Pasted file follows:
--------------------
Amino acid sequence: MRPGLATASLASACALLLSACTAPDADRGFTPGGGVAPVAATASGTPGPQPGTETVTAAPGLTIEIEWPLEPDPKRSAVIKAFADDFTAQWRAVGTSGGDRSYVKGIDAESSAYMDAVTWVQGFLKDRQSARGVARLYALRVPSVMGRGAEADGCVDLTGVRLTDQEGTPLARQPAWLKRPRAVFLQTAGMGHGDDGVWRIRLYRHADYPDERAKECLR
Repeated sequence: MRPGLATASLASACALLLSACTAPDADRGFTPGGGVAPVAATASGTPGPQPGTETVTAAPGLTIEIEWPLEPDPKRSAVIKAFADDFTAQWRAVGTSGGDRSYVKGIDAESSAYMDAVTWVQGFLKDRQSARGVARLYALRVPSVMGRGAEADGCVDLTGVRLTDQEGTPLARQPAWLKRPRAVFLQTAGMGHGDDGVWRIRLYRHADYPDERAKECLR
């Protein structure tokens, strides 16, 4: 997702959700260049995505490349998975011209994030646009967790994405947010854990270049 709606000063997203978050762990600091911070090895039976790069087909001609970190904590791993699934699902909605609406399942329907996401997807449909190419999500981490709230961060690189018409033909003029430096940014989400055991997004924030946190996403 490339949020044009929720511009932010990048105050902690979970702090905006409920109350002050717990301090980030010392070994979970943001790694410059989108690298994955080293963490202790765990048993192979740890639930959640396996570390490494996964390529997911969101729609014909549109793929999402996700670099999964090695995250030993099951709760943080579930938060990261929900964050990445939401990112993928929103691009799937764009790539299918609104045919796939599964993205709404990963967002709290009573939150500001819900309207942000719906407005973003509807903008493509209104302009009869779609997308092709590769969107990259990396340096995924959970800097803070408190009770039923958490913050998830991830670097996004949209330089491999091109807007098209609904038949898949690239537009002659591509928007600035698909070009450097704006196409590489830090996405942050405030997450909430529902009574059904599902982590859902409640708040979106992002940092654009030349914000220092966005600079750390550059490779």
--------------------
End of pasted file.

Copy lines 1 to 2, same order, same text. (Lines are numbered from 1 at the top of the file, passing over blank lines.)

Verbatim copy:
Amino acid sequence: MRPGLATASLASACALLLSACTAPDADRGFTPGGGVAPVAATASGTPGPQPGTETVTAAPGLTIEIEWPLEPDPKRSAVIKAFADDFTAQWRAVGTSGGDRSYVKGIDAESSAYMDAVTWVQGFLKDRQSARGVARLYALRVPSVMGRGAEADGCVDLTGVRLTDQEGTPLARQPAWLKRPRAVFLQTAGMGHGDDGVWRIRLYRHADYPDERAKECLR
Repeated sequence: MRPGLATASLASACALLLSACTAPDADRGFTPGGGVAPVAATASGTPGPQPGTETVTAAPGLTIEIEWPLEPDPKRSAVIKAFADDFTAQWRAVGTSGGDRSYVKGIDAESSAYMDAVTWVQGFLKDRQSARGVARLYALRVPSVMGRGAEADGCVDLTGVRLTDQEGTPLARQPAWLKRPRAVFLQTAGMGHGDDGVWRIRLYRHADYPDERAKECLR